We Need to Reckon With the Story ‘What Happened’ Tells

We Need to Reckon With the Story ‘What Happened’ Tells

We Need to Reckon With the Story ‘What Happened’ Tells

Hillary Clinton has a unique perspective on a world-historical event. Why shouldn’t she write a book about it?


Hillary Clinton can’t catch a break. “Flawed” is attached to her name like a Homeric epithet. Never mind that she won almost 3 million more votes than Donald Trump: She lost in three swing states by 80,000, proof that she’s a horrible person who ran the worst campaign ever. But what could you expect? She’s a bitch and a cunt (men), or can’t-put-my-finger-on-it-but-just-not-likable (women). She’s got a shrill voice and thinks she’s oh-so-special. She voted for the war in Iraq—true, so did John Kerry and Joe Biden and that momentary darling of the left, John Edwards, but her vote was just… different. She supported the 1994 crime bill, which Bernie Sanders voted for, but that was different too. She gave those speeches to Goldman Sachs. She’s too feminist, or not feminist enough, too liberal, too conservative, too tame, too outspoken, too known a quantity—but also, who is she really? And she’s too privileged—not at all like Kerry, who married into millions, or, for that matter, FDR. She was too hawkish for the left but too female to be commander in chief for the right—and why did she want to be president anyway, a question asked of no man ever but which she faced a thousand times. Whatevs! Lock her up—if not in prison, in a retirement home. Because have I mentioned that she is old? Just Google “creepy grandma grin.”

Now Grandma has written a book about the campaign, and how dare she? Nobody wants to hear from her—except maybe the 65,844,954 people who voted for her, the young women (yes, young women) who waited in line all night to attend her book launch in New York’s Union Square, the readers who have made What Happened a No. 1 best seller, or the millions who watched her interview with Rachel Maddow. After all, Hillary writing a book about world-historical events on which she has a unique perspective is nothing like Bernie Sanders publishing a book one week after Election Day, or Barack and Michelle Obama getting a reported $65 million advance for their memoirs, or any of the many other political figures who have told their side of the story while people still remember their names. Some actual headlines: “Hillary, I love you. But please go away”; “Hillary, time to exit the stage”; “Hillary Clinton Is Not Sorry”; “no twinge of remorse.”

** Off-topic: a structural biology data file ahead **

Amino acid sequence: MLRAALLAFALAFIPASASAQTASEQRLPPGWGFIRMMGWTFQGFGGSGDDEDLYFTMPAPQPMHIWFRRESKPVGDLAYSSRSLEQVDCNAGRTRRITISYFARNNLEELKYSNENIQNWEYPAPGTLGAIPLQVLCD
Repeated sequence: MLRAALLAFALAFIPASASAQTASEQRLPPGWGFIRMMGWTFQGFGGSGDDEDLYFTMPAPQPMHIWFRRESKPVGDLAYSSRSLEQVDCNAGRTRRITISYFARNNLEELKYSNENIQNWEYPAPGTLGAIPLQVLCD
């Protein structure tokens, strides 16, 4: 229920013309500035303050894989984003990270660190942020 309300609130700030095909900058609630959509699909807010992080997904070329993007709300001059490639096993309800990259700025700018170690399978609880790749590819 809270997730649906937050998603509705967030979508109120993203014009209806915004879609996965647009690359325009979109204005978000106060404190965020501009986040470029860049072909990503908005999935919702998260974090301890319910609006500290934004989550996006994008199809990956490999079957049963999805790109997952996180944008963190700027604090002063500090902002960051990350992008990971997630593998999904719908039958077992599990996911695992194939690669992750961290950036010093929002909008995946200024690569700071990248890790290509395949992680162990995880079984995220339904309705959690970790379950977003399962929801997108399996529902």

Actually, the book is one long twinge. I lost track of the number of times Hillary blames herself. “I felt that I had let everyone down. Because I had.” “How did I let that happen?” she asks of the media’s obsession with her e-mails. “I should have seen that coming,” she says of the storm of criticism for those lucrative speeches to bankers. “That’s on me.” “I blamed myself. My worst fears about my limitations as a candidate had come true…. I had been unable to connect with the deep anger so many Americans felt or shake the perception that I was the candidate of the status quo.” She spends a whole chapter on her unsuccessful attempt to repair the damage she did by saying, “We’re going to put a lot of coal miners and coal companies out of business”—the unfortunately blithe introduction to an empathetic discussion of what the country owed the miners and their communities. It became an endlessly repeated out-of-context sound bite and branded her as the Cruella De Vil of the white working class.